A friend asked me recently to recommend a business book. Here are my top 10.
1. The Effective Executive by Peter Drucker
So, he’s basically my main man. I re-read this book every couple of years. Each time I gain different, fresh insights. The key takeaway, “Get the right things done.”
Personal story…he taught the first business class I ever attended. It turned out to be one of his last lectures. He was 93 at the time. He led the discussion from a wheelchair with a microphone propped on his shoulder. Afterwards, I had a short conversation with him. I mumbled and got flustered and generally did not make a good impression. Oh well…
2. Managing Oneself by Peter Drucker
Yep, him a again. This is a short read and free here. Questions it helps you answer: How do you learn? How do you work? What are your strengths? What are your values? What are your weaknesses? How can you contribute? What opportunities should you pursue? You can find my answers here.
3. The Tao of Leadership by John Heider
An updated, fresh translation of the Tao Te Ching, (the book of how things happen or work). It’s 81 little chapters. Some of the content is familiar (ex. a journey of a thousand miles begins with a step). There are three main concepts. First, natural law (or how things happen), second, a way of life or how to live in conscious harmony with natural law, and finally, a method of leadership that works with how things happen. You can flip to any random page and it will have something relevant to say. Even a few minutes of reading helps me to see things from a different, larger perspective.
4. Sacred Hoops by Phil Jackson
I’m not a sports fan. In fact, I have a sports ban. But that didn’t stop my friend Scott Stephen from recommending this book about leadership and teams. It’s a great read even if you don’t understand basketball (like I don’t). Not only is there more to life than basketball, there’s a lot more to basketball than basketball.” –Phil Jackson. He proves it.
From the Amazon review: “He revealed how he directs his players to act with a clear mind–not thinking, just doing; to respect the enemy and be aggressive without anger or violence; to live in the moment and stay calmly focused in the midst of chaos; to put the ‘me’ in service of the ‘we’.”
5. Propaganda by Edward Bernays
Sigmund Freud’s nephew wrote this classic on communication in 1928. It’s still fresh. And he never backed down from the controversial title, Propaganda. He’s considered the father of public relations. It gave me a foundation for understanding the philosophical and practical side of PR. Thanks to Oliver Perrin for recommending it.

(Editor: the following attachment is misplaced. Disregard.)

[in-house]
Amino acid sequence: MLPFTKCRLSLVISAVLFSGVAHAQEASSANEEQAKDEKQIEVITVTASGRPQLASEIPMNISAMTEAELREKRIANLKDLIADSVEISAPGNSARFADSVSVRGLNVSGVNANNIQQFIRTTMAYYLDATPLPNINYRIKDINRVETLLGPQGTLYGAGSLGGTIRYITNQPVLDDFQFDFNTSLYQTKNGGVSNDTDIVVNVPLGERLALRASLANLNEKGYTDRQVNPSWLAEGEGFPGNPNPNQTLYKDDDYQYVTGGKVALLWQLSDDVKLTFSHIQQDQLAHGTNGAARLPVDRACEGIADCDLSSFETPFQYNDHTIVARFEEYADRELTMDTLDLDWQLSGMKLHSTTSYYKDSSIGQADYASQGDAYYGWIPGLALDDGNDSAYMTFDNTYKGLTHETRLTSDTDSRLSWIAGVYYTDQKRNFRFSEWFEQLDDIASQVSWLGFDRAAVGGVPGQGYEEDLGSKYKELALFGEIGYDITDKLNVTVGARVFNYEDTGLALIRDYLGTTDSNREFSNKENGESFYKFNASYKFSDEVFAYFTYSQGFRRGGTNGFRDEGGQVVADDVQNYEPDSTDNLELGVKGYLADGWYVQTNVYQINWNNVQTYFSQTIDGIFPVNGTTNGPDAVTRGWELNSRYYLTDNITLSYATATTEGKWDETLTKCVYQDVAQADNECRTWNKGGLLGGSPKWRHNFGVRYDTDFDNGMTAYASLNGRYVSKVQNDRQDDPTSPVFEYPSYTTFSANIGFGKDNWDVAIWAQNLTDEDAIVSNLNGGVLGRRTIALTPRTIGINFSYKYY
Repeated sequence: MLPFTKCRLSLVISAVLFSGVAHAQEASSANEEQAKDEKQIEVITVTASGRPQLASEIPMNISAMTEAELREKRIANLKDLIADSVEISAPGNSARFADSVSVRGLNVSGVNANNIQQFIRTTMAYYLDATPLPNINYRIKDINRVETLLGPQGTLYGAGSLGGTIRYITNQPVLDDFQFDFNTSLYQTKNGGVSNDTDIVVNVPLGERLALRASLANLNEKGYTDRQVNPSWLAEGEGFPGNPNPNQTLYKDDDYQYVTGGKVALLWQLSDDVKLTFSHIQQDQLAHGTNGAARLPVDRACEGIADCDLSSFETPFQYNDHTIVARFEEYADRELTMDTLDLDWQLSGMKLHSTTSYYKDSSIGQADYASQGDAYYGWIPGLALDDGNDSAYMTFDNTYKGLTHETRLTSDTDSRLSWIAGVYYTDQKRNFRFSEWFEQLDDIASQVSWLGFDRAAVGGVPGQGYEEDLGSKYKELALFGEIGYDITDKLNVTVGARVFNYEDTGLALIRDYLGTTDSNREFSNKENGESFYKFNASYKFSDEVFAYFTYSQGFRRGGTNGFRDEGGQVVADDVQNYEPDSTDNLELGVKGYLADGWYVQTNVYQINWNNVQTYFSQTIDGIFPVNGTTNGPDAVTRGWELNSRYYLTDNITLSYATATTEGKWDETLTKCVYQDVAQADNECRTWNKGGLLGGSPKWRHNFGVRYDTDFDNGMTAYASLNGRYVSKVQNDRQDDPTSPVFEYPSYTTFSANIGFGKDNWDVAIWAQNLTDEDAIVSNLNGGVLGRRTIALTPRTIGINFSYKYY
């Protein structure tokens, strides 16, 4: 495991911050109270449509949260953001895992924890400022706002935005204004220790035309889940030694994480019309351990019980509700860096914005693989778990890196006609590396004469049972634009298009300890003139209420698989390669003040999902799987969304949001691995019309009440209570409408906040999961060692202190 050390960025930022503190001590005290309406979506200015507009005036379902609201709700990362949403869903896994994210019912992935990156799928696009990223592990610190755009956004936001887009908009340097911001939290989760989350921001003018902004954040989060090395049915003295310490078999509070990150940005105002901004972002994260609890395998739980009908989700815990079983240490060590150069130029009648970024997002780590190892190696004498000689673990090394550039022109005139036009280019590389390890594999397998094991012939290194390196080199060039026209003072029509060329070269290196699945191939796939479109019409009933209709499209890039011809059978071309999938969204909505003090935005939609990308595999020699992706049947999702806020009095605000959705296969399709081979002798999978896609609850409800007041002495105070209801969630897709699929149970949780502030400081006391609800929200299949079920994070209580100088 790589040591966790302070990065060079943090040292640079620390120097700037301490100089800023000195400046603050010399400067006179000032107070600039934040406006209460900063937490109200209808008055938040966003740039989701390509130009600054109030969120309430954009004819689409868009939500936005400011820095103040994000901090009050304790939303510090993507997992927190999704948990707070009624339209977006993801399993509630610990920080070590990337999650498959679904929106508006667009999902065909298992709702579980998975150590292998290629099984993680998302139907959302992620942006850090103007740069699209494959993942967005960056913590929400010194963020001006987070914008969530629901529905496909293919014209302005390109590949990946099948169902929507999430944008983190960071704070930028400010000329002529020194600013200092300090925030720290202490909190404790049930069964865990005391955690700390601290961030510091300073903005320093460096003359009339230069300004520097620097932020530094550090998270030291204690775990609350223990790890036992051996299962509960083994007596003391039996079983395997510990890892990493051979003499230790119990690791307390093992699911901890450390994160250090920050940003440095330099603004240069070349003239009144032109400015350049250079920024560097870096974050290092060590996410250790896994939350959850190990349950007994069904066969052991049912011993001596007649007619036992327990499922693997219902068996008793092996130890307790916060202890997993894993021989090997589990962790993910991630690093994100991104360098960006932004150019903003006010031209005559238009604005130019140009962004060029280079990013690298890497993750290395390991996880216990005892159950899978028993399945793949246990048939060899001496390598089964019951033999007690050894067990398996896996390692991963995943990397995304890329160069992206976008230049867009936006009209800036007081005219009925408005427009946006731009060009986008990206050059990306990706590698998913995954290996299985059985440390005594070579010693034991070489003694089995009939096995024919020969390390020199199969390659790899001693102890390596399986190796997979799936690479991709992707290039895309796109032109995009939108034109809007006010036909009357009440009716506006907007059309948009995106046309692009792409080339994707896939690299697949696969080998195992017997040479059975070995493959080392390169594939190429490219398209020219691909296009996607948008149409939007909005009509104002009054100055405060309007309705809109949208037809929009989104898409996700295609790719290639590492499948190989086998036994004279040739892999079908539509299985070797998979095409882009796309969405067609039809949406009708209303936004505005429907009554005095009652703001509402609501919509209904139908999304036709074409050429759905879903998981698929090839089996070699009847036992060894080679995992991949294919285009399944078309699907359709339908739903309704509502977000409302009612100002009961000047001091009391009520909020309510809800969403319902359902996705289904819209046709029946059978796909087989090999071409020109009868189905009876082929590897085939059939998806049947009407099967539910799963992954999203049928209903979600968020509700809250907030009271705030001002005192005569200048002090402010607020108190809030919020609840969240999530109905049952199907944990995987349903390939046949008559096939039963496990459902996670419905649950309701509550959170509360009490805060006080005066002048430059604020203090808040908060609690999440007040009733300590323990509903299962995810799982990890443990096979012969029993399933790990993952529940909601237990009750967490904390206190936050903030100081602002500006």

6. Positioning by Al Ries and Jack Trout
This 1980’s short read on marketing helps me get into the prospect’s way of thinking. Invaluable. I re-read it every couple of years. The concept of the “creneau” alone is worth the read.
7. A Spy’s Guide to Thinking by John Braddock
This one is hot off the press. Released in May, 2015. An ex-CIA officer talks about decision making. It’s short and fun. We’re applying its concepts now.
8. A Guide to the Good Life by William B. Irvine
This is how a Stoic philosopher tackles work-life balance and other challenges of contemporary life and work.
From the Amazon review: “Readers learn how to minimize worry, how to let go of the past and focus our efforts on the things we can control, and how to deal with insults, grief, old age, and the distracting temptations of fame and fortune. We learn from Marcus Aurelius the importance of prizing only things of true value, and from Epictetus we learn how to be more content with what we have.”
9. The Lean Start Up by Eric Ries
This is a book about trying things in order to learn. The world is hard to understand. This guide helps companies figure it out through the scientific method. Got an idea? Test it. Learn something. Then repeat the process.
10. Emily Posts’ Etiquette by Peggy, Anna and Lizzie Post and Daniel Post Senning
We’ll end for now with a Drucker quote: “It’s a law of nature that two moving bodies in contact with each other create friction. Two human beings in contact with each other therefore always create friction. And then manners are the lubricating oil that enables these two moving bodies to work together…” And this is the best guide I know. It’s not fusty…it’s actually a good read.
What are some of your favorite business books? Drop in the comment section and let us know.